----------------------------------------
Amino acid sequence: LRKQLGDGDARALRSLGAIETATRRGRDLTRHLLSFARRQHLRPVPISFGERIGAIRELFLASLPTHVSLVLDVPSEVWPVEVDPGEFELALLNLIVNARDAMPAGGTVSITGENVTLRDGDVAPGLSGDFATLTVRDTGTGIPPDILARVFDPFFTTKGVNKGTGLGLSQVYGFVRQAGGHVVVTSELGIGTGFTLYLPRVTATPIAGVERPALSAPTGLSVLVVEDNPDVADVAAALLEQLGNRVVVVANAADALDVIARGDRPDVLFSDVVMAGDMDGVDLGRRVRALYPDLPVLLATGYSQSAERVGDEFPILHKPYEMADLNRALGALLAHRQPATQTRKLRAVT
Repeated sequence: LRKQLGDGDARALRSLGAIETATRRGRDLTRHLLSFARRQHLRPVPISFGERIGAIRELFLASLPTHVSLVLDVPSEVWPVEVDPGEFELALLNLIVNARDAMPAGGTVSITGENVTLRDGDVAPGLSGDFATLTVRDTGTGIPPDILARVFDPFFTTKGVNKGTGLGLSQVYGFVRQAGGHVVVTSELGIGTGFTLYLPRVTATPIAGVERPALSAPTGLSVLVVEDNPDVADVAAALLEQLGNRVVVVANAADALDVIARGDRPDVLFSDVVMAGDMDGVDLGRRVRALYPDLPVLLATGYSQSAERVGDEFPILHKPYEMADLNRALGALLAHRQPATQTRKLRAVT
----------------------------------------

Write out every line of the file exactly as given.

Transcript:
Amino acid sequence: LRKQLGDGDARALRSLGAIETATRRGRDLTRHLLSFARRQHLRPVPISFGERIGAIRELFLASLPTHVSLVLDVPSEVWPVEVDPGEFELALLNLIVNARDAMPAGGTVSITGENVTLRDGDVAPGLSGDFATLTVRDTGTGIPPDILARVFDPFFTTKGVNKGTGLGLSQVYGFVRQAGGHVVVTSELGIGTGFTLYLPRVTATPIAGVERPALSAPTGLSVLVVEDNPDVADVAAALLEQLGNRVVVVANAADALDVIARGDRPDVLFSDVVMAGDMDGVDLGRRVRALYPDLPVLLATGYSQSAERVGDEFPILHKPYEMADLNRALGALLAHRQPATQTRKLRAVT
Repeated sequence: LRKQLGDGDARALRSLGAIETATRRGRDLTRHLLSFARRQHLRPVPISFGERIGAIRELFLASLPTHVSLVLDVPSEVWPVEVDPGEFELALLNLIVNARDAMPAGGTVSITGENVTLRDGDVAPGLSGDFATLTVRDTGTGIPPDILARVFDPFFTTKGVNKGTGLGLSQVYGFVRQAGGHVVVTSELGIGTGFTLYLPRVTATPIAGVERPALSAPTGLSVLVVEDNPDVADVAAALLEQLGNRVVVVANAADALDVIARGDRPDVLFSDVVMAGDMDGVDLGRRVRALYPDLPVLLATGYSQSAERVGDEFPILHKPYEMADLNRALGALLAHRQPATQTRKLRAVT